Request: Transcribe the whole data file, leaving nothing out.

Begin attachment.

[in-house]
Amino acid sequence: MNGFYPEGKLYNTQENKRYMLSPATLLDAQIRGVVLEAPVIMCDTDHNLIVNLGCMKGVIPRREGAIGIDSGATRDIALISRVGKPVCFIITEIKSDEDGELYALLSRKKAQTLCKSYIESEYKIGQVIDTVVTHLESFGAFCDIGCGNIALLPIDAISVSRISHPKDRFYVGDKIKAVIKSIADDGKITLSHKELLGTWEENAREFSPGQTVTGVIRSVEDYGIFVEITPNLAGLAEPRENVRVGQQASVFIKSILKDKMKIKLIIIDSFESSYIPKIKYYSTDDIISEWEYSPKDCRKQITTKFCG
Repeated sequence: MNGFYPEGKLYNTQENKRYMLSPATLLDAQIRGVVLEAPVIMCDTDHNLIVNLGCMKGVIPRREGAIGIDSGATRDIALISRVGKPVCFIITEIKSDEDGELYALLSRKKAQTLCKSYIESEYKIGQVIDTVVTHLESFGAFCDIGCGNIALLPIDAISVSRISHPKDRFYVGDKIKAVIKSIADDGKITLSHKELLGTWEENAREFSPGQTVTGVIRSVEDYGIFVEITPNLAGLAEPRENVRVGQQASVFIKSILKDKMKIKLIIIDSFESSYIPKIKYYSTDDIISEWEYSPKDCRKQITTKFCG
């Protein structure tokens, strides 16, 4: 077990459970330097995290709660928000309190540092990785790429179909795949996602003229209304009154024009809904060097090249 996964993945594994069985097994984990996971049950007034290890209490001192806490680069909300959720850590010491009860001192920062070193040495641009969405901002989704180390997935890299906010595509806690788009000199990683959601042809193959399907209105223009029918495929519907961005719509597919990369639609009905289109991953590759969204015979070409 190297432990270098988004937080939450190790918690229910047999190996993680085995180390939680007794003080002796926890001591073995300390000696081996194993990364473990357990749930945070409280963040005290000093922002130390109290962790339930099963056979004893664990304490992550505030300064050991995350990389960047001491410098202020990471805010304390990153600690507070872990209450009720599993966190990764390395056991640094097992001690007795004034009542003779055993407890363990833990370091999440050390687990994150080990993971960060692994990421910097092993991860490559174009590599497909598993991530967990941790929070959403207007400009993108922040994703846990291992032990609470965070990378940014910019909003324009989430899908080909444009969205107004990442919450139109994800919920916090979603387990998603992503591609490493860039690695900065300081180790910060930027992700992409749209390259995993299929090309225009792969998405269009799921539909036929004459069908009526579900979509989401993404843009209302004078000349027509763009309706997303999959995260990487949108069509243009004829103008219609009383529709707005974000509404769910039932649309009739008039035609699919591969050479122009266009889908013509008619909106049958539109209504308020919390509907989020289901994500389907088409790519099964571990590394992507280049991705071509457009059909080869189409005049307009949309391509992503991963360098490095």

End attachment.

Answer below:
[in-house]
Amino acid sequence: MNGFYPEGKLYNTQENKRYMLSPATLLDAQIRGVVLEAPVIMCDTDHNLIVNLGCMKGVIPRREGAIGIDSGATRDIALISRVGKPVCFIITEIKSDEDGELYALLSRKKAQTLCKSYIESEYKIGQVIDTVVTHLESFGAFCDIGCGNIALLPIDAISVSRISHPKDRFYVGDKIKAVIKSIADDGKITLSHKELLGTWEENAREFSPGQTVTGVIRSVEDYGIFVEITPNLAGLAEPRENVRVGQQASVFIKSILKDKMKIKLIIIDSFESSYIPKIKYYSTDDIISEWEYSPKDCRKQITTKFCG
Repeated sequence: MNGFYPEGKLYNTQENKRYMLSPATLLDAQIRGVVLEAPVIMCDTDHNLIVNLGCMKGVIPRREGAIGIDSGATRDIALISRVGKPVCFIITEIKSDEDGELYALLSRKKAQTLCKSYIESEYKIGQVIDTVVTHLESFGAFCDIGCGNIALLPIDAISVSRISHPKDRFYVGDKIKAVIKSIADDGKITLSHKELLGTWEENAREFSPGQTVTGVIRSVEDYGIFVEITPNLAGLAEPRENVRVGQQASVFIKSILKDKMKIKLIIIDSFESSYIPKIKYYSTDDIISEWEYSPKDCRKQITTKFCG
């Protein structure tokens, strides 16, 4: 077990459970330097995290709660928000309190540092990785790429179909795949996602003229209304009154024009809904060097090249 996964993945594994069985097994984990996971049950007034290890209490001192806490680069909300959720850590010491009860001192920062070193040495641009969405901002989704180390997935890299906010595509806690788009000199990683959601042809193959399907209105223009029918495929519907961005719509597919990369639609009905289109991953590759969204015979070409 190297432990270098988004937080939450190790918690229910047999190996993680085995180390939680007794003080002796926890001591073995300390000696081996194993990364473990357990749930945070409280963040005290000093922002130390109290962790339930099963056979004893664990304490992550505030300064050991995350990389960047001491410098202020990471805010304390990153600690507070872990209450009720599993966190990764390395056991640094097992001690007795004034009542003779055993407890363990833990370091999440050390687990994150080990993971960060692994990421910097092993991860490559174009590599497909598993991530967990941790929070959403207007400009993108922040994703846990291992032990609470965070990378940014910019909003324009989430899908080909444009969205107004990442919450139109994800919920916090979603387990998603992503591609490493860039690695900065300081180790910060930027992700992409749209390259995993299929090309225009792969998405269009799921539909036929004459069908009526579900979509989401993404843009209302004078000349027509763009309706997303999959995260990487949108069509243009004829103008219609009383529709707005974000509404769910039932649309009739008039035609699919591969050479122009266009889908013509008619909106049958539109209504308020919390509907989020289901994500389907088409790519099964571990590394992507280049991705071509457009059909080869189409005049307009949309391509992503991963360098490095």